Will brand ‘Sussex Royal’ be the new brand Beckham?

A source “close to Prince Harry” told Vanity Fair that Meghan and Harry “plan to be the royal version of the Beckhams.” Apparently, a major reason for the couple standing down from the Royal Family is so that they can “build their own Sussex Royal brand,” which they think will bring in enough income to replace all that money from the taxpayer and Prince Charles.

“Building their brand is the most important thing to them right now,” the source said. “I think it might be more important than their royal ties because they are already so huge, so successful and so popular – particularly in the US which is where they really see their brand taking off. Meghan is seriously bright and business savvy and together they have come up with a plan to be the royal version of the Beckhams.”

As if proof were needed that Meghan has the potential to be a dream influencer for many clothing brands, she’s already done a nice turn in an ad for Reitman’s jeans, and her well-judged decision to wear a £45 Marks & Spencer jumper to an official engagement in Brixton resulted in the item selling out instantly.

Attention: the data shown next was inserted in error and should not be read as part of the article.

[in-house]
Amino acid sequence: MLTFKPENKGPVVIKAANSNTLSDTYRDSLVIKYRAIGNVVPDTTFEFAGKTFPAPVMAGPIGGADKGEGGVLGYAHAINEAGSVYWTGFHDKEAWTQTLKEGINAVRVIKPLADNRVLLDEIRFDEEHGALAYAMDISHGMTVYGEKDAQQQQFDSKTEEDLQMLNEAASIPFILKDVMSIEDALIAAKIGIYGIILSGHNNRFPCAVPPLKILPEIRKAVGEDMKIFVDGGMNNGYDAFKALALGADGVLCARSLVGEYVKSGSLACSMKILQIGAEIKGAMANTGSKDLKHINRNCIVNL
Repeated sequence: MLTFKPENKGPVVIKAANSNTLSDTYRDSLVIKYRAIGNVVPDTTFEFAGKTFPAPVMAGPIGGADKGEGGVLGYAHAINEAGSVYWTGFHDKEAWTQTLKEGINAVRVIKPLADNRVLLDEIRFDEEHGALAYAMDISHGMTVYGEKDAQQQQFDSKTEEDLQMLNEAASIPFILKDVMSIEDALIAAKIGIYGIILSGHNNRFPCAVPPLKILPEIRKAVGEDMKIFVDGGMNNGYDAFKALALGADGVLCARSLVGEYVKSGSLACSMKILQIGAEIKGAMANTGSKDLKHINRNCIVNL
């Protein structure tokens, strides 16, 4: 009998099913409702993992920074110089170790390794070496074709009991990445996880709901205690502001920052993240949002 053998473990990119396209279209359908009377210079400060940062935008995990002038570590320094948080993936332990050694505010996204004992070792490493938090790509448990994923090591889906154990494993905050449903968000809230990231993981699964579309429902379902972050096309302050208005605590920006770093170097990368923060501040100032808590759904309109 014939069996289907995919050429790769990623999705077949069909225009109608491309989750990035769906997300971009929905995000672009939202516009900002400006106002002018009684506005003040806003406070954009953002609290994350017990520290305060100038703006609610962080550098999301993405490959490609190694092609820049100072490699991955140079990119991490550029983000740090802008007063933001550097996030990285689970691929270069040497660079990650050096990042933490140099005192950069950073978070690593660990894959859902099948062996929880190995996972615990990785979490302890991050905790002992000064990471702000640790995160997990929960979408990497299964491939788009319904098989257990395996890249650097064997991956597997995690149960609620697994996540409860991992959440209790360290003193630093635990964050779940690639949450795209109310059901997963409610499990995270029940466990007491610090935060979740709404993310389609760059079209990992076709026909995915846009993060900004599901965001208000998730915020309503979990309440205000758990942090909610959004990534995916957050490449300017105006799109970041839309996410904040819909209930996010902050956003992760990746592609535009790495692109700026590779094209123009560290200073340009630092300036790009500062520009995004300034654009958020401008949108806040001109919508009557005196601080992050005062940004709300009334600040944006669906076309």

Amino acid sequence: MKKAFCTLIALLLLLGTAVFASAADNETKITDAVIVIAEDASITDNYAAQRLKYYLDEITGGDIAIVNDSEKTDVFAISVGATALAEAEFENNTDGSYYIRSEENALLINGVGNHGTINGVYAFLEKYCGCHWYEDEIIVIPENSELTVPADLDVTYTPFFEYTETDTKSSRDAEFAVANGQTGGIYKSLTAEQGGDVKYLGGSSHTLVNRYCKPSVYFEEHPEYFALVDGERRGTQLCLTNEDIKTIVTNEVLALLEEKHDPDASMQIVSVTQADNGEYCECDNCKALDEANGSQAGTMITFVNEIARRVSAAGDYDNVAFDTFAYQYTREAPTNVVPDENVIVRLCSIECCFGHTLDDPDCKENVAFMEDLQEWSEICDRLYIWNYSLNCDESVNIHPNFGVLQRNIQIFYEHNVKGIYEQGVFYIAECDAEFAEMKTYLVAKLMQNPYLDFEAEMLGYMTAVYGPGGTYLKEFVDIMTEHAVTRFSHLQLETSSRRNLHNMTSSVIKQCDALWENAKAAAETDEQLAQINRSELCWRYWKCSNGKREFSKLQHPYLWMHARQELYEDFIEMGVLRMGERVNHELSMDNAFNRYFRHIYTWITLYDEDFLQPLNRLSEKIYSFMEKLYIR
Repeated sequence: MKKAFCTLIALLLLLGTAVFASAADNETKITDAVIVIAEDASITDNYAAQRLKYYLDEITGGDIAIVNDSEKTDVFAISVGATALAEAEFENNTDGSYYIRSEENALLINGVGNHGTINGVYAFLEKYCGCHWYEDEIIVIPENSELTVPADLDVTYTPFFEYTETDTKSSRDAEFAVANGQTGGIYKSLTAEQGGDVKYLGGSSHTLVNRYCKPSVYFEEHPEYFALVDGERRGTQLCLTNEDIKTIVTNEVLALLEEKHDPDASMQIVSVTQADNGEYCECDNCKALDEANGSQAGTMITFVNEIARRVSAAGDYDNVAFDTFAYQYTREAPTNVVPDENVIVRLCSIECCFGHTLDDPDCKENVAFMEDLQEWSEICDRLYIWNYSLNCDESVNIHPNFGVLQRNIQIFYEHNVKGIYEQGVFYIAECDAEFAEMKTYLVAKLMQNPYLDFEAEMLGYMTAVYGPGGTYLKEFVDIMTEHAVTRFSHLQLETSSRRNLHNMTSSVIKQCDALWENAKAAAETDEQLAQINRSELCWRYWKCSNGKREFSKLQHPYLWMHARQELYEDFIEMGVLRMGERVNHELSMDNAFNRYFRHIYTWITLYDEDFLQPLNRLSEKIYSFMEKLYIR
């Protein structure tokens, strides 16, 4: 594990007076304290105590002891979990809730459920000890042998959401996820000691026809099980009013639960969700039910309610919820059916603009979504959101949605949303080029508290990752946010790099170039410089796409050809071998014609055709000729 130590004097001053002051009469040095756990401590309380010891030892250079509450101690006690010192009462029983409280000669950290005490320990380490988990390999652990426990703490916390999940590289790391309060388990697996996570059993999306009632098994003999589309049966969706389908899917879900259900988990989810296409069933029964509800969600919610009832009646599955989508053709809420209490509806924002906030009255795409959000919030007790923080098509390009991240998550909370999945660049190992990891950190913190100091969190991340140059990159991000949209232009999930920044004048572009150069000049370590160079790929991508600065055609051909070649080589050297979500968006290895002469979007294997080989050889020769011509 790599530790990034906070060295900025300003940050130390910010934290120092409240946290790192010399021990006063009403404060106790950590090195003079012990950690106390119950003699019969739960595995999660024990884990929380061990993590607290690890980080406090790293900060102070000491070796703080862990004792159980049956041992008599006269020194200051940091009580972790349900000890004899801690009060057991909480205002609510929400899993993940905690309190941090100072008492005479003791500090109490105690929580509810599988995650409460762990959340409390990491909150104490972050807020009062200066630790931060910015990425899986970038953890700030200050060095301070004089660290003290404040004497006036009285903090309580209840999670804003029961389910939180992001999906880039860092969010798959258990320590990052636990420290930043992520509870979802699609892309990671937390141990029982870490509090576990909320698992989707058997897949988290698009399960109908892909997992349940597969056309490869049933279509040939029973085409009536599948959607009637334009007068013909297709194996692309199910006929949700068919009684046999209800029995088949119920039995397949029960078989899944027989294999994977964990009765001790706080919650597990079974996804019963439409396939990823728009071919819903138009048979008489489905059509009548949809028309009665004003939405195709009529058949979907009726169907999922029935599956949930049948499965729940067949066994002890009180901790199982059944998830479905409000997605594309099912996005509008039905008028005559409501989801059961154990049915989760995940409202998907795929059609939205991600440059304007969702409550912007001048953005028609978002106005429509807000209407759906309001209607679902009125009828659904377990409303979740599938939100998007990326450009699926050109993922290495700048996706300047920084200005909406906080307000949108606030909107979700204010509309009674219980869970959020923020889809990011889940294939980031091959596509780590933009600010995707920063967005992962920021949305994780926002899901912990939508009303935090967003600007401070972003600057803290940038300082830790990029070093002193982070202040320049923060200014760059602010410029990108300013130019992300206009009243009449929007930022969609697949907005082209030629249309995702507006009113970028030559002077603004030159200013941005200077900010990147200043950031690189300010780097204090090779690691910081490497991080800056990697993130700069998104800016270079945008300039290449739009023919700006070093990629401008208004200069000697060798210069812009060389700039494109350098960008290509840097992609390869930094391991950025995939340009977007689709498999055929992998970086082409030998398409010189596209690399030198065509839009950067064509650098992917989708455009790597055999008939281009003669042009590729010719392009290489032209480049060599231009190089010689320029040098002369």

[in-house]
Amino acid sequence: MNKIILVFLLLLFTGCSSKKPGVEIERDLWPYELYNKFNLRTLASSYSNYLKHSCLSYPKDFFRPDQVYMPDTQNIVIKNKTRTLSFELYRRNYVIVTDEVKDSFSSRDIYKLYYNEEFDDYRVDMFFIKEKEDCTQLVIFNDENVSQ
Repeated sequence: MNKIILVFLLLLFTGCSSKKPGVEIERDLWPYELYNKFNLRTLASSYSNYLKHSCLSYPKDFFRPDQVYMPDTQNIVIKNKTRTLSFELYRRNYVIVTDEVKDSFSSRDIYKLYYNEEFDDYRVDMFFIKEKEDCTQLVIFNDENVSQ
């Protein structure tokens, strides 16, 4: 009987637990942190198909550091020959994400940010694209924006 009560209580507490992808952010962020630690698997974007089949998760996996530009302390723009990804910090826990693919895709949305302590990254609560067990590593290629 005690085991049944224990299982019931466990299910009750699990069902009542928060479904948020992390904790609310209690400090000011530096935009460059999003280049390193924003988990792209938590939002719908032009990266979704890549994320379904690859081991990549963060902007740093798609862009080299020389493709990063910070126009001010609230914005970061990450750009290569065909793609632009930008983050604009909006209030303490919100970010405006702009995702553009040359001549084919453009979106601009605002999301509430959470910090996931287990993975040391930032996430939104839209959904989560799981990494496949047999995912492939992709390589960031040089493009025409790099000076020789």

But why stop there? She could launch her own Sussex Royal clothing brand. If Victoria Beckham can do it, anyone can – although she might find her husband doesn’t yet have the money that David spends on bailing out the losses every year.

A move into TV looks on the cards too, thanks to their friendship with Oprah Winfrey and a shared interest in mental health issues. They could always take some tips from uncle Prince Edward on how not to do it: remember the disastrous “It’s a Royal Knockout” in 1987, when stroppy Edward pulled in favours from celebrity pals like Les Dawson, Su Pollard, Paul Daniels, and convicted paedophile Stuart Hall?

If they really want to go all-out brand Beckham, they will have to provide a few more siblings for baby Archie. At least the “royal” bit of their (already-trademarked) Sussex Royal brand will exempt them from having to choose outlandish kids’ names and overdo the tattoos.

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About Emma Hall

Emma Hall
Emma Hall is the former Europe Editor of Ad Age, where she covered European marketing advertising, digital and media stories. She has written for newspapers including the Financial Times, The Guardian, The Times and the Telegraph, and was previously a section editor at Campaign. Emma started her career in New York as a researcher for a biography of Keith Richards.